What are solopreneurs like? Well, they’re like the guy with the amazing, colorful, unforgettable tenor voice.
I met a guy in college who had a voice like that — at St. Olaf College, renowned for its music department and choir.
Stepping foot on campus as a freshman, I thought I had a really good voice. At my high school near Cleveland, Ohio, I was a top bass in an excellent choral program. But during my first hours on campus at St. Olaf, I found out my voice was “meh,” by Olaf standards.
I learned this truth while talking with the guy who lived in the dorm room next door to mine. We were chatting about the freshman men’s choir, called the Viking Chorus. Both of us were going to try out for the group.
“That’s cool,” I probably said.
Then my next-door neighbor dropped a bomb on me.
He said he had a three-octave range.
“You gotta be kidding me.”
He wasn’t kidding. I would learn during our year in the Viking Chorus that he had an amazing tenor voice — and an amazing baritone voice, and an amazing bass voice.
But then a bomb was dropped on him, too.
He figured out that, even though he had the best voice by far in the Class of 1985, it was going to be difficult for him to make the St. Olaf Choir.
What the heck?
Yep. His voice was too distinctive for God’s Choir. His voice would stand out too much. He would overshadow the tenors, and the sopranos, too. You can’t have that when the goal is a pure tone and a seamless blending of voices.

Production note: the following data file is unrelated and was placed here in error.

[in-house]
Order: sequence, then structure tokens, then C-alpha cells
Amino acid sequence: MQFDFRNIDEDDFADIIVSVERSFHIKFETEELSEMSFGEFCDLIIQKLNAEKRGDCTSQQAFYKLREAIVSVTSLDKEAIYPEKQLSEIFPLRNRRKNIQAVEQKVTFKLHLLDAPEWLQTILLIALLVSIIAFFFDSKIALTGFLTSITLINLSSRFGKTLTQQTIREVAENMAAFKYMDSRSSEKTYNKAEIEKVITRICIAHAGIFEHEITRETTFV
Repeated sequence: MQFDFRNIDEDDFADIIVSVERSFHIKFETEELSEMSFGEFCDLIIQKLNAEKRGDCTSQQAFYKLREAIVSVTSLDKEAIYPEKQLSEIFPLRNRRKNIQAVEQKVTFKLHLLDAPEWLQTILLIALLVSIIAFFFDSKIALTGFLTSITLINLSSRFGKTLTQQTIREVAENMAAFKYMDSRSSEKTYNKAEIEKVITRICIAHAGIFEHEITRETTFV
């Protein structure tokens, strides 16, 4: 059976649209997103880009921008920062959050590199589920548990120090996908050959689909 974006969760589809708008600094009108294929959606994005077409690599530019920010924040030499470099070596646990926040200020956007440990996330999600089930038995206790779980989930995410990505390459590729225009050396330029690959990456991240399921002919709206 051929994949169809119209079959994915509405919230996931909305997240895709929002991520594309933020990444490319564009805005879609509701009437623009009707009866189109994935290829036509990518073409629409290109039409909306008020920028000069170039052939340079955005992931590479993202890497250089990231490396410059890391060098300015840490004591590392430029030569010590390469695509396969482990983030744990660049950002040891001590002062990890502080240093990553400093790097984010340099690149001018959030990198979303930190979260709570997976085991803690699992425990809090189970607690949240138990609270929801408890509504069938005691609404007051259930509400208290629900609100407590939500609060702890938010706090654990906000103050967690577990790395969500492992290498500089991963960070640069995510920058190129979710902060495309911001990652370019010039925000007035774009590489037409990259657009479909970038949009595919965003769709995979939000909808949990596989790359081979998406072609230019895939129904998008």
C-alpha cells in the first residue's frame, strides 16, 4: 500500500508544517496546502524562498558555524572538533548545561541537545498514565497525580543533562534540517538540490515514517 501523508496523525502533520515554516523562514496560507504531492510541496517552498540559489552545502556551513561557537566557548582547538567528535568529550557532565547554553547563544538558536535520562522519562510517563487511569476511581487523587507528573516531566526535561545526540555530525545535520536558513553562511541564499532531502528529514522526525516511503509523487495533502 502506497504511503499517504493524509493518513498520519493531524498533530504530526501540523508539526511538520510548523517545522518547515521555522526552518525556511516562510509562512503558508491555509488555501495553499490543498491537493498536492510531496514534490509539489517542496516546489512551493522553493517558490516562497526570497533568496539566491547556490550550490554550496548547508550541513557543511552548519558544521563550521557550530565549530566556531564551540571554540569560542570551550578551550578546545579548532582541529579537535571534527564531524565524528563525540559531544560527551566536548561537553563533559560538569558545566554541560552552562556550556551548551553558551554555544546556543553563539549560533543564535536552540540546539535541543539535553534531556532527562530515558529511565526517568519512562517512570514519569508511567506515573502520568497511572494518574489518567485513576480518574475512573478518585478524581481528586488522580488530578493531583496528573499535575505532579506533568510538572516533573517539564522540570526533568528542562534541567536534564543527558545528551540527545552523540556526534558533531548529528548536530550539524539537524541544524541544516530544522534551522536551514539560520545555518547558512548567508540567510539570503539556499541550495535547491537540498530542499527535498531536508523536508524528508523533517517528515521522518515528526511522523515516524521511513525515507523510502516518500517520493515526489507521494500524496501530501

My buddy understood. So he worked hard with his voice teacher to tame his sound. They tried to remove the vibrato, the color.
But they never “succeeded” at harnessing his voice. And he never got in the choir. Thank goodness, I say.
Solopreneurs Don’t Fit In
Solopreneurs are like my friend. Corporate cultures are like the St. Olaf Choir.
Solopreneurs struggle to fit in at corporations. Our voices are too strong. We ask too many questions. We’re too impulsive, too stubborn, too independent, too original. We stray from corporate branding standards. We see new markets. We push for the introduction of new products and services. We ask for forgiveness, not permission.
We’re a pain in the hindquarters to our managers. We’re just too much.
And we never “succeed” at being a good fit in the corporate world.
Thank goodness, I say.